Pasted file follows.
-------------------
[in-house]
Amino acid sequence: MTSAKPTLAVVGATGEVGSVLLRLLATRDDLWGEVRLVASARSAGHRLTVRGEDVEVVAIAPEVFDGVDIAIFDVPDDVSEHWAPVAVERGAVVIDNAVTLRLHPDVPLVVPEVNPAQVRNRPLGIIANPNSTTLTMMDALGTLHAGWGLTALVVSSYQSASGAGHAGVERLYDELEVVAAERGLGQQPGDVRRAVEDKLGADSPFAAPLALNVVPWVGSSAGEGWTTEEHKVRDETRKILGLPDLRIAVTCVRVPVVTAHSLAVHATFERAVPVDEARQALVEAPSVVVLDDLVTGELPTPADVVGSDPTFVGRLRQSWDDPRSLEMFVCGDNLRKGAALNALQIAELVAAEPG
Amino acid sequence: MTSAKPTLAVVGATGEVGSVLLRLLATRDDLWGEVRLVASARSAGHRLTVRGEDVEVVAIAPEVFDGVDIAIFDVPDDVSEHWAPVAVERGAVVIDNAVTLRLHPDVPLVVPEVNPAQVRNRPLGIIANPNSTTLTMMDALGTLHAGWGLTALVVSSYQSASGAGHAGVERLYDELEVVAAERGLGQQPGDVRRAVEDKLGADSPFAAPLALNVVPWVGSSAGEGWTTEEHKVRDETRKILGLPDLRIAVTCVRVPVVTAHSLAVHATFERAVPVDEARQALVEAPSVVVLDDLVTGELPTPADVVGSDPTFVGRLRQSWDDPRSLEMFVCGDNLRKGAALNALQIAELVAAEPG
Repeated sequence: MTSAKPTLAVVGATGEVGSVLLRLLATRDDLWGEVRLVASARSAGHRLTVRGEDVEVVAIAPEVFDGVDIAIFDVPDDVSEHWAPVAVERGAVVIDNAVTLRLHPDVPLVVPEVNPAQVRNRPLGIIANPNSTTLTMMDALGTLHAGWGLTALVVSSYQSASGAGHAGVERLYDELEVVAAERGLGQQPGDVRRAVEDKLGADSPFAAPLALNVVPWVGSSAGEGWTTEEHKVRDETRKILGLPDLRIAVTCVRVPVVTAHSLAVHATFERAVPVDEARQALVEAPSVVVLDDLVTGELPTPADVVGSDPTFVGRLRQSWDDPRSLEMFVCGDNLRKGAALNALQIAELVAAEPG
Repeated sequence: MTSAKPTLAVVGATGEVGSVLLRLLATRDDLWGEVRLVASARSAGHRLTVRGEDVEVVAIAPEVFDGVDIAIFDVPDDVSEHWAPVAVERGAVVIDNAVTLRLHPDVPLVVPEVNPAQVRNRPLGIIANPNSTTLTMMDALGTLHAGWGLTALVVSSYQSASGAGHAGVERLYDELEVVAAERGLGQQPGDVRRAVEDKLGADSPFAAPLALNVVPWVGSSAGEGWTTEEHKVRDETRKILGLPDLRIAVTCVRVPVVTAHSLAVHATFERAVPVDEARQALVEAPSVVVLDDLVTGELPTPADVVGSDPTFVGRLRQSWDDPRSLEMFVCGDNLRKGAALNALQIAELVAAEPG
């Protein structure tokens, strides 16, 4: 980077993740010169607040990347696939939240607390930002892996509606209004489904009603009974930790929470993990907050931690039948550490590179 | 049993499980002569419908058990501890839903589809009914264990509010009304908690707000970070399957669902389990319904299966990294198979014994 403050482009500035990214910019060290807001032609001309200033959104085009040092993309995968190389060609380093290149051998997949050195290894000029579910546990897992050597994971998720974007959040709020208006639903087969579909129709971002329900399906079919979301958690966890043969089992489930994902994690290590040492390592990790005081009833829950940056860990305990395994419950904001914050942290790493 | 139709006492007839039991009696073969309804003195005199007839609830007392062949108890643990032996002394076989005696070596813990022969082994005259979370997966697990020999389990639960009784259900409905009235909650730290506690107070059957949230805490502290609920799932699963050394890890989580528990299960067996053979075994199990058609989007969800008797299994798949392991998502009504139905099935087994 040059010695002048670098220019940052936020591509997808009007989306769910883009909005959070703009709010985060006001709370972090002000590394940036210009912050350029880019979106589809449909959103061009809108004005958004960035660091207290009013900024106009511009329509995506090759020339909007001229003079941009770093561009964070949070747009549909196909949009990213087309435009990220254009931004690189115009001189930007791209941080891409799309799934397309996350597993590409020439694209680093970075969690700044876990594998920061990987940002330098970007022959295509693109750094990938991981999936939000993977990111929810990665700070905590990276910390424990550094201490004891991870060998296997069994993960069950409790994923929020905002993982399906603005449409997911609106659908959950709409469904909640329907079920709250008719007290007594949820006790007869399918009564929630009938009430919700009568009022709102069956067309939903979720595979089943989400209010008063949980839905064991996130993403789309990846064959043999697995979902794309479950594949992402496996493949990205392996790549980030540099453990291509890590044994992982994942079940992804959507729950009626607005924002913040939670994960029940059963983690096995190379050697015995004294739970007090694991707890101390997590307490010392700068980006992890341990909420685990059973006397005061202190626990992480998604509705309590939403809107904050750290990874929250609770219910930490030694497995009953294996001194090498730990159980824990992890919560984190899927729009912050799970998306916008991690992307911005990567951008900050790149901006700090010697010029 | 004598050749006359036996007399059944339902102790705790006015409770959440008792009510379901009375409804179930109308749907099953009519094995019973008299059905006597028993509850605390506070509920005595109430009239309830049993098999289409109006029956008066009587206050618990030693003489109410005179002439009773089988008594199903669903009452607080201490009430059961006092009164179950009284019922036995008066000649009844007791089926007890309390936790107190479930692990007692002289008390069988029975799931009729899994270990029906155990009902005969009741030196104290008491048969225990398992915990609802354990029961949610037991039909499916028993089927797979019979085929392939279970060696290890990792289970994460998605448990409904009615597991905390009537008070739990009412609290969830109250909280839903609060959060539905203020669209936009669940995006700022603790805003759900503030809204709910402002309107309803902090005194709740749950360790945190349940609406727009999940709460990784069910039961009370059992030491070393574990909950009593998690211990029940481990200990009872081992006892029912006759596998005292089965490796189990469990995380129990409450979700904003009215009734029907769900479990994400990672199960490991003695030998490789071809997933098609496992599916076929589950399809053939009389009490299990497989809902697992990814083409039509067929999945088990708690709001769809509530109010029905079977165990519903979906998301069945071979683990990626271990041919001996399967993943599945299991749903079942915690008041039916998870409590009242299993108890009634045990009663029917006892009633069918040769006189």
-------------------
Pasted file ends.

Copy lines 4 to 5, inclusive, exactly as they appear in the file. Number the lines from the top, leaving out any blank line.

Repeated sequence: MTSAKPTLAVVGATGEVGSVLLRLLATRDDLWGEVRLVASARSAGHRLTVRGEDVEVVAIAPEVFDGVDIAIFDVPDDVSEHWAPVAVERGAVVIDNAVTLRLHPDVPLVVPEVNPAQVRNRPLGIIANPNSTTLTMMDALGTLHAGWGLTALVVSSYQSASGAGHAGVERLYDELEVVAAERGLGQQPGDVRRAVEDKLGADSPFAAPLALNVVPWVGSSAGEGWTTEEHKVRDETRKILGLPDLRIAVTCVRVPVVTAHSLAVHATFERAVPVDEARQALVEAPSVVVLDDLVTGELPTPADVVGSDPTFVGRLRQSWDDPRSLEMFVCGDNLRKGAALNALQIAELVAAEPG
Repeated sequence: MTSAKPTLAVVGATGEVGSVLLRLLATRDDLWGEVRLVASARSAGHRLTVRGEDVEVVAIAPEVFDGVDIAIFDVPDDVSEHWAPVAVERGAVVIDNAVTLRLHPDVPLVVPEVNPAQVRNRPLGIIANPNSTTLTMMDALGTLHAGWGLTALVVSSYQSASGAGHAGVERLYDELEVVAAERGLGQQPGDVRRAVEDKLGADSPFAAPLALNVVPWVGSSAGEGWTTEEHKVRDETRKILGLPDLRIAVTCVRVPVVTAHSLAVHATFERAVPVDEARQALVEAPSVVVLDDLVTGELPTPADVVGSDPTFVGRLRQSWDDPRSLEMFVCGDNLRKGAALNALQIAELVAAEPG